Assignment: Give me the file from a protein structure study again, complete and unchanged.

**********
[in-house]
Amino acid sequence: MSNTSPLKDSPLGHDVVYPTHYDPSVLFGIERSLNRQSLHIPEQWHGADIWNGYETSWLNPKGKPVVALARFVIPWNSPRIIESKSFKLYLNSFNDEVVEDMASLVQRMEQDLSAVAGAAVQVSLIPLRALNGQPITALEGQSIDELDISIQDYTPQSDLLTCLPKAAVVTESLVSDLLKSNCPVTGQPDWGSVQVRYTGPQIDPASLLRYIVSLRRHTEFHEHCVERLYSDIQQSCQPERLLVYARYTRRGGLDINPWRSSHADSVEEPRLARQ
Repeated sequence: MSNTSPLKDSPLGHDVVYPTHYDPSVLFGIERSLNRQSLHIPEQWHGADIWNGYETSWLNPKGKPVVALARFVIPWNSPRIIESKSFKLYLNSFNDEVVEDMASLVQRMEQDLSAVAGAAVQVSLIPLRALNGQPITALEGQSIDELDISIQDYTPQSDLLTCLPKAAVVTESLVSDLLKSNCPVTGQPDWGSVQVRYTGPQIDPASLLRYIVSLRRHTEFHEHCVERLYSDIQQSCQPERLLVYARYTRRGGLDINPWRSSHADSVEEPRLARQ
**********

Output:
[in-house]
Amino acid sequence: MSNTSPLKDSPLGHDVVYPTHYDPSVLFGIERSLNRQSLHIPEQWHGADIWNGYETSWLNPKGKPVVALARFVIPWNSPRIIESKSFKLYLNSFNDEVVEDMASLVQRMEQDLSAVAGAAVQVSLIPLRALNGQPITALEGQSIDELDISIQDYTPQSDLLTCLPKAAVVTESLVSDLLKSNCPVTGQPDWGSVQVRYTGPQIDPASLLRYIVSLRRHTEFHEHCVERLYSDIQQSCQPERLLVYARYTRRGGLDINPWRSSHADSVEEPRLARQ
Repeated sequence: MSNTSPLKDSPLGHDVVYPTHYDPSVLFGIERSLNRQSLHIPEQWHGADIWNGYETSWLNPKGKPVVALARFVIPWNSPRIIESKSFKLYLNSFNDEVVEDMASLVQRMEQDLSAVAGAAVQVSLIPLRALNGQPITALEGQSIDELDISIQDYTPQSDLLTCLPKAAVVTESLVSDLLKSNCPVTGQPDWGSVQVRYTGPQIDPASLLRYIVSLRRHTEFHEHCVERLYSDIQQSCQPERLLVYARYTRRGGLDINPWRSSHADSVEEPRLARQ